ton is angry as is Bettany and Thewlis is cautious and frustrated. Again this may have been the fault of the screenplay which as I have said before was overbaked and overstuffed. There are so many characters that we cannot see them develop beyond what they need to do to service the story.

You may now be wondering when I am going to get to talk about Tom Hardy. I have been putting it off, the reason why I have been putting it off

Hardy and the Krays
Tom Hardy’s Ronnie and Reggie Kray next to a picture of the real Kray Twins

is because in my mind Tom Hardy sinks the film. Now before you track me down and set me on fire for defaming the name of his almighty Hardyness I would like to explain my reasoning. The film was marketed around and sold on Hardy’s duel role as both Ronnie and Reggie Kray and because of this the film didn’t focus on its numerous other problems. To be perfectly honest his performance isn’t even that good. Reggie Kray is your standard conflicted gangster with a heart of gold, while Ronnie is slightly more memorable because they use his mental instability as a punch line, something that I cannot tolerate. There is a physical difference between the two definitely, and you can tell them apart; if nothing else Tom Hardy is a fantastic physical actor. But the development of the characters doesn’t go beyond your standard gangster troupes. The delivery of the lines is either grumbled in that gruff way actors so love to use when they are trying to be emotional or screaming because… well to make sure that the audience hasn’t fallen asleep. Tom Hardy can do so much better and indeed has; Bronson (2008) is the perfect example as it deals with a similar subject matter, but with so much more style and finesse that it sticks in people’s minds as Hardy’s best performance to date. A final point, if you are going to sell a film on the duel performance of a single actor, whose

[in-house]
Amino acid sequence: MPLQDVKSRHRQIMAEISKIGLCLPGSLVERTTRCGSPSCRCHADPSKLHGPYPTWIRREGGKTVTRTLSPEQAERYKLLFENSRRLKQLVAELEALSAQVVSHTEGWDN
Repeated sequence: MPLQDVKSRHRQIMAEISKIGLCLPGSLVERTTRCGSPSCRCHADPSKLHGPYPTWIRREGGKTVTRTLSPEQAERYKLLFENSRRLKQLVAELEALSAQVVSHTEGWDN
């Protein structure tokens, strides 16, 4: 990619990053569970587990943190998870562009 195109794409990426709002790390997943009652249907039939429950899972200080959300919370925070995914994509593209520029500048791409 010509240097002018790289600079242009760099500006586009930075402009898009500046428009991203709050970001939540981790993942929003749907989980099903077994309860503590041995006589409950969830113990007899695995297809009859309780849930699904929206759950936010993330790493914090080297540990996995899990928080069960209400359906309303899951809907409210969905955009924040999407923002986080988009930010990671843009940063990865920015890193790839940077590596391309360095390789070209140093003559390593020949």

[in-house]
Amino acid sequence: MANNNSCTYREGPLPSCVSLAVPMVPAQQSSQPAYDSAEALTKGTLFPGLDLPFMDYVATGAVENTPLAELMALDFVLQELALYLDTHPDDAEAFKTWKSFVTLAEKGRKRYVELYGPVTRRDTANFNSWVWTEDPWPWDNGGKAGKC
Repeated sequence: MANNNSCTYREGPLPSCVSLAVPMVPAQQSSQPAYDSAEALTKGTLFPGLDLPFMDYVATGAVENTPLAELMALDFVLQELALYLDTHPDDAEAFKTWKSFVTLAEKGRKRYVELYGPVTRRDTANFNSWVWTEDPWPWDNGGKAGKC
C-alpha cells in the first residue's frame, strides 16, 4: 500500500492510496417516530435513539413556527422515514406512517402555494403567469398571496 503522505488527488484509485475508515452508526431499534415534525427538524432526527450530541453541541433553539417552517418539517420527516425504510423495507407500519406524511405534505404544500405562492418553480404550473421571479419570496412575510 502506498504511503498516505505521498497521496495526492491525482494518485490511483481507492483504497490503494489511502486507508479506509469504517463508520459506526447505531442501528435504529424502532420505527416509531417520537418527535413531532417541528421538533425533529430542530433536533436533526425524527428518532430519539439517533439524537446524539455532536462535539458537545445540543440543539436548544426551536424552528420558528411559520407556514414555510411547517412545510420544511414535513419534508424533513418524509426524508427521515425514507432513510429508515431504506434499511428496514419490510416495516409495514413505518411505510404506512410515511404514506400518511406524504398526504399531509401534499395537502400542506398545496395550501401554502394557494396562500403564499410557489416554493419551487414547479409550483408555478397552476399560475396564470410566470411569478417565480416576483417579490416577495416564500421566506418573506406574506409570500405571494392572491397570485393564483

Terrible composition 2
The Kray Twins take a picture with Christopher Eccleston’s Lenard Read, which is also example of terrible composting

characters appear on screen at the same time, then make it look convincing. You can clearly see composite lines around Tom Hardy, whose face may have been added to a body double later, or just around his body
when Ronnie and Reggie stand close together. This is not Hardy’s fault but it just goes to emphasis the lackluster production.

I can only really comment on the performances and the screenplay because stylistically the film is serviceable. You notice neither, this was clearly supposed to be a character piece, but the characters never showed up. I have no idea why the film has been received so well, it is perhaps the worst thing a film can be: it was dull but to make matters worse it kept reminding me of better films that I could be watching.